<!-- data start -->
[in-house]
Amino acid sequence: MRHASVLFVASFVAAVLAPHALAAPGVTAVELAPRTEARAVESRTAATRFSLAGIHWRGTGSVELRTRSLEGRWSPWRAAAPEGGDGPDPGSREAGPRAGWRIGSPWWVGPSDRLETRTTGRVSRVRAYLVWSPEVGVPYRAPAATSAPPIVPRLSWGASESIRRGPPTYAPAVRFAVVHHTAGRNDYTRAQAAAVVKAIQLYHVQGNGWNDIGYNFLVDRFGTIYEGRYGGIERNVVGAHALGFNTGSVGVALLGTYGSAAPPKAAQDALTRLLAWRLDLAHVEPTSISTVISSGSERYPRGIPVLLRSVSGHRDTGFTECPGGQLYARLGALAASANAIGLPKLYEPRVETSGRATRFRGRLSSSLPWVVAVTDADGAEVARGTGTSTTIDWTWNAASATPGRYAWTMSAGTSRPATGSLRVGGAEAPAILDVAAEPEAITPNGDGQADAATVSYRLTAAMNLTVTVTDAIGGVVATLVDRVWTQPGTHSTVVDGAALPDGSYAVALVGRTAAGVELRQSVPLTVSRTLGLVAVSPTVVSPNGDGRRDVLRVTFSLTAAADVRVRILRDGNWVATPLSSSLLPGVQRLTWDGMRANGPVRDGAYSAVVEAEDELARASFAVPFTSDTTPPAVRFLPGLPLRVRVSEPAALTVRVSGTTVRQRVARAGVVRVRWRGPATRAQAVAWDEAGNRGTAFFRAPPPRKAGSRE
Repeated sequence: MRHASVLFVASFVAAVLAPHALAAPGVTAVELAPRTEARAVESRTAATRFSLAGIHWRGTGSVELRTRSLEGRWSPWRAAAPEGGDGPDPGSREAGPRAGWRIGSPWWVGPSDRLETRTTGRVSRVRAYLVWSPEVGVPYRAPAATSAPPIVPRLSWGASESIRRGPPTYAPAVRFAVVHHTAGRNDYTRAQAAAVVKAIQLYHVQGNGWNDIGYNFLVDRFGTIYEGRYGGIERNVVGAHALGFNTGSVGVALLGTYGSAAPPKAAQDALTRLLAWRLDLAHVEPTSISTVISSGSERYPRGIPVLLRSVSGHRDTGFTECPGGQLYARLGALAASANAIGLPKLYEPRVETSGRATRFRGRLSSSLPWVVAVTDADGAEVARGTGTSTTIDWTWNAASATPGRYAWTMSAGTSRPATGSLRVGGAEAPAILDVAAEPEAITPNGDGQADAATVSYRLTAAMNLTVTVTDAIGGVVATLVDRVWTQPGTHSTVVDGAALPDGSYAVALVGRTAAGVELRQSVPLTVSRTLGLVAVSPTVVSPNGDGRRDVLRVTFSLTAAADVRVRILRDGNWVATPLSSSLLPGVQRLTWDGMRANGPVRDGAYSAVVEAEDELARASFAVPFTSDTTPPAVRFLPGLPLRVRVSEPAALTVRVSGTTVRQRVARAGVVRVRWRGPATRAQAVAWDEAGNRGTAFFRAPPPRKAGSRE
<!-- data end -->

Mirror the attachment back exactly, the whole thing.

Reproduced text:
[in-house]
Amino acid sequence: MRHASVLFVASFVAAVLAPHALAAPGVTAVELAPRTEARAVESRTAATRFSLAGIHWRGTGSVELRTRSLEGRWSPWRAAAPEGGDGPDPGSREAGPRAGWRIGSPWWVGPSDRLETRTTGRVSRVRAYLVWSPEVGVPYRAPAATSAPPIVPRLSWGASESIRRGPPTYAPAVRFAVVHHTAGRNDYTRAQAAAVVKAIQLYHVQGNGWNDIGYNFLVDRFGTIYEGRYGGIERNVVGAHALGFNTGSVGVALLGTYGSAAPPKAAQDALTRLLAWRLDLAHVEPTSISTVISSGSERYPRGIPVLLRSVSGHRDTGFTECPGGQLYARLGALAASANAIGLPKLYEPRVETSGRATRFRGRLSSSLPWVVAVTDADGAEVARGTGTSTTIDWTWNAASATPGRYAWTMSAGTSRPATGSLRVGGAEAPAILDVAAEPEAITPNGDGQADAATVSYRLTAAMNLTVTVTDAIGGVVATLVDRVWTQPGTHSTVVDGAALPDGSYAVALVGRTAAGVELRQSVPLTVSRTLGLVAVSPTVVSPNGDGRRDVLRVTFSLTAAADVRVRILRDGNWVATPLSSSLLPGVQRLTWDGMRANGPVRDGAYSAVVEAEDELARASFAVPFTSDTTPPAVRFLPGLPLRVRVSEPAALTVRVSGTTVRQRVARAGVVRVRWRGPATRAQAVAWDEAGNRGTAFFRAPPPRKAGSRE
Repeated sequence: MRHASVLFVASFVAAVLAPHALAAPGVTAVELAPRTEARAVESRTAATRFSLAGIHWRGTGSVELRTRSLEGRWSPWRAAAPEGGDGPDPGSREAGPRAGWRIGSPWWVGPSDRLETRTTGRVSRVRAYLVWSPEVGVPYRAPAATSAPPIVPRLSWGASESIRRGPPTYAPAVRFAVVHHTAGRNDYTRAQAAAVVKAIQLYHVQGNGWNDIGYNFLVDRFGTIYEGRYGGIERNVVGAHALGFNTGSVGVALLGTYGSAAPPKAAQDALTRLLAWRLDLAHVEPTSISTVISSGSERYPRGIPVLLRSVSGHRDTGFTECPGGQLYARLGALAASANAIGLPKLYEPRVETSGRATRFRGRLSSSLPWVVAVTDADGAEVARGTGTSTTIDWTWNAASATPGRYAWTMSAGTSRPATGSLRVGGAEAPAILDVAAEPEAITPNGDGQADAATVSYRLTAAMNLTVTVTDAIGGVVATLVDRVWTQPGTHSTVVDGAALPDGSYAVALVGRTAAGVELRQSVPLTVSRTLGLVAVSPTVVSPNGDGRRDVLRVTFSLTAAADVRVRILRDGNWVATPLSSSLLPGVQRLTWDGMRANGPVRDGAYSAVVEAEDELARASFAVPFTSDTTPPAVRFLPGLPLRVRVSEPAALTVRVSGTTVRQRVARAGVVRVRWRGPATRAQAVAWDEAGNRGTAFFRAPPPRKAGSRE